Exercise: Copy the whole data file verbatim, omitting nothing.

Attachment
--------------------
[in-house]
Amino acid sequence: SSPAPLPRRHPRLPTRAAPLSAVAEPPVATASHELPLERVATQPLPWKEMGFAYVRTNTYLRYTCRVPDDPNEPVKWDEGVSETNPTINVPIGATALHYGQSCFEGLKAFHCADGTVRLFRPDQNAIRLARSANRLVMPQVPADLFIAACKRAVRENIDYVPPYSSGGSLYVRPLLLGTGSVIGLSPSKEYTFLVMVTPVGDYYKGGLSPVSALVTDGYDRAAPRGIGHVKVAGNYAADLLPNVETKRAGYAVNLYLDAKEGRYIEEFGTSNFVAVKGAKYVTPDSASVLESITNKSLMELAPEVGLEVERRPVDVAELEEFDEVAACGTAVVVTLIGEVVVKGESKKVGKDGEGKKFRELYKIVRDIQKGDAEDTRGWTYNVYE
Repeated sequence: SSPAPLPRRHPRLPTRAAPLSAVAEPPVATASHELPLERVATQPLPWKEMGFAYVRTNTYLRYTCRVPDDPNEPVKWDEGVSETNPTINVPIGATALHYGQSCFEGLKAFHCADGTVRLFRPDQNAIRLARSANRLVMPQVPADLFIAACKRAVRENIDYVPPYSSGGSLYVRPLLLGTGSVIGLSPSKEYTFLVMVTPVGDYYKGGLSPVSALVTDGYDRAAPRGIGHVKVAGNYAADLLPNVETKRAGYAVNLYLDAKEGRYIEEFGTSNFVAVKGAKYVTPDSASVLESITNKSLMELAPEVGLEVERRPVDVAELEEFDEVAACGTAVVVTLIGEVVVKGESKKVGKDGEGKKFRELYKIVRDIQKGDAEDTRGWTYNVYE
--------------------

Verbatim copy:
[in-house]
Amino acid sequence: SSPAPLPRRHPRLPTRAAPLSAVAEPPVATASHELPLERVATQPLPWKEMGFAYVRTNTYLRYTCRVPDDPNEPVKWDEGVSETNPTINVPIGATALHYGQSCFEGLKAFHCADGTVRLFRPDQNAIRLARSANRLVMPQVPADLFIAACKRAVRENIDYVPPYSSGGSLYVRPLLLGTGSVIGLSPSKEYTFLVMVTPVGDYYKGGLSPVSALVTDGYDRAAPRGIGHVKVAGNYAADLLPNVETKRAGYAVNLYLDAKEGRYIEEFGTSNFVAVKGAKYVTPDSASVLESITNKSLMELAPEVGLEVERRPVDVAELEEFDEVAACGTAVVVTLIGEVVVKGESKKVGKDGEGKKFRELYKIVRDIQKGDAEDTRGWTYNVYE
Repeated sequence: SSPAPLPRRHPRLPTRAAPLSAVAEPPVATASHELPLERVATQPLPWKEMGFAYVRTNTYLRYTCRVPDDPNEPVKWDEGVSETNPTINVPIGATALHYGQSCFEGLKAFHCADGTVRLFRPDQNAIRLARSANRLVMPQVPADLFIAACKRAVRENIDYVPPYSSGGSLYVRPLLLGTGSVIGLSPSKEYTFLVMVTPVGDYYKGGLSPVSALVTDGYDRAAPRGIGHVKVAGNYAADLLPNVETKRAGYAVNLYLDAKEGRYIEEFGTSNFVAVKGAKYVTPDSASVLESITNKSLMELAPEVGLEVERRPVDVAELEEFDEVAACGTAVVVTLIGEVVVKGESKKVGKDGEGKKFRELYKIVRDIQKGDAEDTRGWTYNVYE